Sample Perl Scripts

For those of you who are interested in learning some real basics of perl, the following sample scripts that I wrote are particularly interesting from the viewpoint of learning perl. You may want to cut & paste some part of these scripts for inclusion in your own perl script -- this is what I often do. Note that these scripts are to show how to use some of the basic components of Perl; they do NOT represent good programming style!


    This is a simple script that computes the average of each column in a table of data. It shows one common usage : read in the data and split each line directly to "words" and store these words in an array.


    This script extracts a subset of docs from a database. The target doc id is specified in a separate file. It shows you how to use the associative array (hash table) to store the target IDs. It also shows you a common way of detecting the beginning and end of a document through pattern matching.


    This is like the "for" or "foreach" loop in a shell script, but it allows you to do some command with different numerical parameter values specified in a file. It shows you how you can dynamically generate a command string and execute it with shell. In general, you can run any command by calling a system function.


    This script does "string replacement" on the standard input. You specify the rules for translation in a file. The script would load the rules and store them in a hash table, and then replace any matched strings in the standard input.

    It shows you how to handle arguments including "-help". It's also a good example of how to iteration over all the entries in a hash table.


    This is a relatively complex script, which formats any documents of the TREC format (thus any TREC documents, including the Web data) and converts them to the basic Lemur format. It also does some tokenization, such as lower all the cases, removing non-digit-alphabet symbols, etc. Plus, you can control if you want to ignore some tagged fields.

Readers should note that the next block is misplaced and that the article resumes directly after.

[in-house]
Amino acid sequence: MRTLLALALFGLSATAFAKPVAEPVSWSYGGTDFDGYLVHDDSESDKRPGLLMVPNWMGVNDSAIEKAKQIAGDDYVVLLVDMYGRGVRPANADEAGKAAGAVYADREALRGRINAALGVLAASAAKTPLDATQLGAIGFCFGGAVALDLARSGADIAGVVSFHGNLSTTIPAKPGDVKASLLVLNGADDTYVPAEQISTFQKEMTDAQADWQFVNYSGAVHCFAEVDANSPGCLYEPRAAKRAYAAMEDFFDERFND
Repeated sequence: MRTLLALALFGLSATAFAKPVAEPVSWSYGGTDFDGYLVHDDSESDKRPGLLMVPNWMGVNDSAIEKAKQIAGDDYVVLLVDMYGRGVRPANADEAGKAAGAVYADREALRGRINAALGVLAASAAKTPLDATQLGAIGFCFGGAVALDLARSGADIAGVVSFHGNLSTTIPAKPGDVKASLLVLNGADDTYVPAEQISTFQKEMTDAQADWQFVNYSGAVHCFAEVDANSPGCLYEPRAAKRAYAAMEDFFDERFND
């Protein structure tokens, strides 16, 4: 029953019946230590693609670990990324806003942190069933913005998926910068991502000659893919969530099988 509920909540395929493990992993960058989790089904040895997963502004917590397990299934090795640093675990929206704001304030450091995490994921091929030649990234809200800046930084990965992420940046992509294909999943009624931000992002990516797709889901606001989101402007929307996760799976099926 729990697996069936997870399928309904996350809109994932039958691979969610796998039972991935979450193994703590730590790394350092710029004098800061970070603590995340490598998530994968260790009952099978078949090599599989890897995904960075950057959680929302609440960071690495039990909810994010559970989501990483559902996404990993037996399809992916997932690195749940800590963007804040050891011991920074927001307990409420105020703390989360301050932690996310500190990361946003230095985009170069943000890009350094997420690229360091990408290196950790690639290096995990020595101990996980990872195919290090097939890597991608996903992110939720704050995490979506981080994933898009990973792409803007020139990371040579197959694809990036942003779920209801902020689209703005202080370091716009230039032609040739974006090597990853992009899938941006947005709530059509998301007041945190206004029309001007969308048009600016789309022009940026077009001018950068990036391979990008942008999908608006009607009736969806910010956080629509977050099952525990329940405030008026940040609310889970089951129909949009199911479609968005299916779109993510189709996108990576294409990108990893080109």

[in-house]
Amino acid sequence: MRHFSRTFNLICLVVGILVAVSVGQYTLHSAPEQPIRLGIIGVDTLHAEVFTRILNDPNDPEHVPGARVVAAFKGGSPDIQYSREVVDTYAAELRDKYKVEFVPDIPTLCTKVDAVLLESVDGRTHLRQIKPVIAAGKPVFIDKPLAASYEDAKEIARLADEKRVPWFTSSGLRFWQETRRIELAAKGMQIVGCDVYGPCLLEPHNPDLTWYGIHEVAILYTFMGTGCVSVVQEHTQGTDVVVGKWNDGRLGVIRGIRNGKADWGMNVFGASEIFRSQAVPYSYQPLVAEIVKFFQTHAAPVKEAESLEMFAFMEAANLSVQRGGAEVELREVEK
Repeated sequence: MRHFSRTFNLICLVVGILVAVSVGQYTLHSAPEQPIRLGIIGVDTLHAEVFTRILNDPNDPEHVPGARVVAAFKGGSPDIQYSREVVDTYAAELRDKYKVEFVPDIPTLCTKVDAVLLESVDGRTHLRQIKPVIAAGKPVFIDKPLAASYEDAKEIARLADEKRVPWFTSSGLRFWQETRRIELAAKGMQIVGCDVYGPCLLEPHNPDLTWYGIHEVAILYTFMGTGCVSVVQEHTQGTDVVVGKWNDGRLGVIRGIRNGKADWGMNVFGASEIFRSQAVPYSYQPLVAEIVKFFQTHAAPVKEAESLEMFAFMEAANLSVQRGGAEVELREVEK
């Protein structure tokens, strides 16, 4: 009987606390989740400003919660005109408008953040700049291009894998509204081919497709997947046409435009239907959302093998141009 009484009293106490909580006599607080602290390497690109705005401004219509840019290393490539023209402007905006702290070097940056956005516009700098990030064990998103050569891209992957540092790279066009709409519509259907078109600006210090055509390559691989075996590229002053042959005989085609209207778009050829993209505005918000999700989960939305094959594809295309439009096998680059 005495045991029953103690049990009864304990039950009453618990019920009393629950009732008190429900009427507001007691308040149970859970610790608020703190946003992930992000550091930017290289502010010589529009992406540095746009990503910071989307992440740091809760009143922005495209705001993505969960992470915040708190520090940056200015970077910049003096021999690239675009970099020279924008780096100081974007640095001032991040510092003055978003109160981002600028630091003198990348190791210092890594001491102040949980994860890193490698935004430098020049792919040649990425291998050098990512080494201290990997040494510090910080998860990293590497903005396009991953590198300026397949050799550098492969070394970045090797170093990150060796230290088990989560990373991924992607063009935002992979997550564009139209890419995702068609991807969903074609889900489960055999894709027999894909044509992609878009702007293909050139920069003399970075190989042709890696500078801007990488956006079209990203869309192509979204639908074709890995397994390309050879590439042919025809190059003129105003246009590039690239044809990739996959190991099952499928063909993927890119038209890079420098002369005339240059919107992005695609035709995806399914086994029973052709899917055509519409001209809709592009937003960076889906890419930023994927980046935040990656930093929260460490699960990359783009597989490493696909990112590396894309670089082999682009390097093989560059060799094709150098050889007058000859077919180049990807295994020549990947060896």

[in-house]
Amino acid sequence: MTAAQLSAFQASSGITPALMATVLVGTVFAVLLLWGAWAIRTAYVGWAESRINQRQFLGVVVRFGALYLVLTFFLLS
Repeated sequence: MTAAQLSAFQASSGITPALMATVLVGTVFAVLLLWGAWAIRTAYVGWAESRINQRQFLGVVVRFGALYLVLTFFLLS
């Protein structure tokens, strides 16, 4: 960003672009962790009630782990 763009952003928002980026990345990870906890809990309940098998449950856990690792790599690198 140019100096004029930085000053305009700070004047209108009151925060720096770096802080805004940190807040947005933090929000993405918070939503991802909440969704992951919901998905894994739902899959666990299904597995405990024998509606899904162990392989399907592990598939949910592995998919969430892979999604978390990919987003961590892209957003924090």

The most interesting part of this script is where it parses a stream of text using just one pattern matching statement:

      while (/(<\/[^>]+>)|(<[^>]+>)|([^><]+)/go) {

    This is a *very* powerful method! There are 3 patterns specified with a logic OR operator, so the condition would be true as long as one of them is matched. The option "go" means global and optimal. Optimal is solely for efficiency, but global allows us to apply this pattern to the *whole* string to be matched. Every time, one of the three patterns would be matched, and we use other variables such as "$closeTag" to obtain the matched value. We can then test which of the three is non-empty to decide what token we actually have matched.

    These should be enough for you to start taking advantage of the power of perl! Believe me, you'll save more time in the long run, if you spend some time to learn it now, as it would help you do many tasks much more quickly...

    I think a good and fun way of learning it is to first read about some basics; there are a lot of good online tutorials. Then, start *modifying* some existing examples such as what I've listed here, or any other simple perl code examples, to see what's going to happen; again, there are many sample perl scripts on the Web. Of course, let me know if you run into any trouble or have any questions. I'd be happy to provide you with a sketch of the scripts if you tell me what kind of task you would like to do; you can then try to figure out how to get the details working.

Email me (ChengXiang Zhai, czhai AT if you have any questions about these scripts.